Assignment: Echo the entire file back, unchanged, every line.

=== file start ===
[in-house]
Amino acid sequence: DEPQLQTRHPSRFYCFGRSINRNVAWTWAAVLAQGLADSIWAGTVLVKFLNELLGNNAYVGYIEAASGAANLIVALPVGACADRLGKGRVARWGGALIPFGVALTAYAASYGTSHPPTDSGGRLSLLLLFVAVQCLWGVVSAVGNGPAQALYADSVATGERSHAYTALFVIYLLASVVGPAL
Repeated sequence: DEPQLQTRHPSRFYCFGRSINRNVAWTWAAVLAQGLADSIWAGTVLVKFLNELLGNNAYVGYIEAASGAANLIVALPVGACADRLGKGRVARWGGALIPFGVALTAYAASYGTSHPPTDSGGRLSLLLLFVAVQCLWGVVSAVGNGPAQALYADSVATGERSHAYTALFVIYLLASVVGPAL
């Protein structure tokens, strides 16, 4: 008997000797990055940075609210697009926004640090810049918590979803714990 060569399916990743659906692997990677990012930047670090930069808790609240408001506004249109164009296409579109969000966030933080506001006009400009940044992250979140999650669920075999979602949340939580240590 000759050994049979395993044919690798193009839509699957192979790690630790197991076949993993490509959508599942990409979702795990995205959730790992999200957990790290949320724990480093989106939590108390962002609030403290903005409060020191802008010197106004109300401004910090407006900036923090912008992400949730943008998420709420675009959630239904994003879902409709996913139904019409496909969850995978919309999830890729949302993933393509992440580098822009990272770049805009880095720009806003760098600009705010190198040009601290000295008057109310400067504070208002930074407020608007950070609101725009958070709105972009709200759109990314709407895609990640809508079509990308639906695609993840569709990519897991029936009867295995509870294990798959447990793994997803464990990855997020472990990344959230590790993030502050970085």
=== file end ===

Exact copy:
[in-house]
Amino acid sequence: DEPQLQTRHPSRFYCFGRSINRNVAWTWAAVLAQGLADSIWAGTVLVKFLNELLGNNAYVGYIEAASGAANLIVALPVGACADRLGKGRVARWGGALIPFGVALTAYAASYGTSHPPTDSGGRLSLLLLFVAVQCLWGVVSAVGNGPAQALYADSVATGERSHAYTALFVIYLLASVVGPAL
Repeated sequence: DEPQLQTRHPSRFYCFGRSINRNVAWTWAAVLAQGLADSIWAGTVLVKFLNELLGNNAYVGYIEAASGAANLIVALPVGACADRLGKGRVARWGGALIPFGVALTAYAASYGTSHPPTDSGGRLSLLLLFVAVQCLWGVVSAVGNGPAQALYADSVATGERSHAYTALFVIYLLASVVGPAL
């Protein structure tokens, strides 16, 4: 008997000797990055940075609210697009926004640090810049918590979803714990 060569399916990743659906692997990677990012930047670090930069808790609240408001506004249109164009296409579109969000966030933080506001006009400009940044992250979140999650669920075999979602949340939580240590 000759050994049979395993044919690798193009839509699957192979790690630790197991076949993993490509959508599942990409979702795990995205959730790992999200957990790290949320724990480093989106939590108390962002609030403290903005409060020191802008010197106004109300401004910090407006900036923090912008992400949730943008998420709420675009959630239904994003879902409709996913139904019409496909969850995978919309999830890729949302993933393509992440580098822009990272770049805009880095720009806003760098600009705010190198040009601290000295008057109310400067504070208002930074407020608007950070609101725009958070709105972009709200759109990314709407895609990640809508079509990308639906695609993840569709990519897991029936009867295995509870294990798959447990793994997803464990990855997020472990990344959230590790993030502050970085």